Defense Date


Graduation Date

Spring 5-13-2022


One-year Embargo

Submission Type


Degree Name



Chemistry and Biochemistry


Bayer School of Natural and Environmental Sciences

Committee Chair

Ellen S. Gawalt

Committee Member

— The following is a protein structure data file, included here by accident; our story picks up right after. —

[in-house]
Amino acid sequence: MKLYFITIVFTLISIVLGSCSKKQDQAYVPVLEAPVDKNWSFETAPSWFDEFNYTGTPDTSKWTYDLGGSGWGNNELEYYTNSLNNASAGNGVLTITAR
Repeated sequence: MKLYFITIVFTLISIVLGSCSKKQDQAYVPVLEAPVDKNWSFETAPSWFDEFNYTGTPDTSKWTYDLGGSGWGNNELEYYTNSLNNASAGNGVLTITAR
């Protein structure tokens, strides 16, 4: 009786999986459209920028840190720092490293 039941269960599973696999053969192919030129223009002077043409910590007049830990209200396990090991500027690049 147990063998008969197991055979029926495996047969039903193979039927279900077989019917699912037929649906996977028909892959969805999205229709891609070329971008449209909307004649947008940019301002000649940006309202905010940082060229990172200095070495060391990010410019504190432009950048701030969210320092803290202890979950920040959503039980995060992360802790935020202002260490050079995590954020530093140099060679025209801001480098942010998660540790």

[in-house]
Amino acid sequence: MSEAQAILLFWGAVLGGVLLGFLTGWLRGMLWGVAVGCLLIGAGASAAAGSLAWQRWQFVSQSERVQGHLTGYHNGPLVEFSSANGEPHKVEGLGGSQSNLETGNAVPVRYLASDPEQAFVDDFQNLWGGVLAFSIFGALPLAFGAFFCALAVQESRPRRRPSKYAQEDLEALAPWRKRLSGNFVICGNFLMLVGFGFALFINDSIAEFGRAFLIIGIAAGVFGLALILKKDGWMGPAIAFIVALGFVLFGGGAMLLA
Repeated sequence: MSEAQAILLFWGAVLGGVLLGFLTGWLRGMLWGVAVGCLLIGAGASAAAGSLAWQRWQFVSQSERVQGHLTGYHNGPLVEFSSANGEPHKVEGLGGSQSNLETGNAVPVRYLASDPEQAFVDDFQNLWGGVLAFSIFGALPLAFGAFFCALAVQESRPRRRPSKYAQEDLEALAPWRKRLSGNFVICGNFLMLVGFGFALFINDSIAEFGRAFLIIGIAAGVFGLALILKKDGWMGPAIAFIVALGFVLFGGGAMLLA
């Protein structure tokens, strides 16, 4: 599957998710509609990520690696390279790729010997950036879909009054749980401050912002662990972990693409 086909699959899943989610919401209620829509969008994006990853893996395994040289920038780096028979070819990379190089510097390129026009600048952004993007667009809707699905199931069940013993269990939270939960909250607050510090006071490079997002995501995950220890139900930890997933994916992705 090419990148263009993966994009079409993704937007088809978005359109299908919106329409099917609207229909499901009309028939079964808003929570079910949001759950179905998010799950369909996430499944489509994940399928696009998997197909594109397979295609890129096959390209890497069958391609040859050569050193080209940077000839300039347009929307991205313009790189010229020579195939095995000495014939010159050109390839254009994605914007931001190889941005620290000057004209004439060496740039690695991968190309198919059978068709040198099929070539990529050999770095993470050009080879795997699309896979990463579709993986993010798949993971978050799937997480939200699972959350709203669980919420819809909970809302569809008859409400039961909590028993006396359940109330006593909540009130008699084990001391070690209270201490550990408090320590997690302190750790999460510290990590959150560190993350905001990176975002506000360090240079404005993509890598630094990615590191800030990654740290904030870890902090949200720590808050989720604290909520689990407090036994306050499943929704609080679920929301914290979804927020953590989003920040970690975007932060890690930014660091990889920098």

Mihaela Rita Mihailescu

Committee Member

Stephanie J. Wetzel

Committee Member

Wilson S. Meng


biomaterials, scaffold, implant, EAK, clEAK, IOL, LVAD, thrombus, cell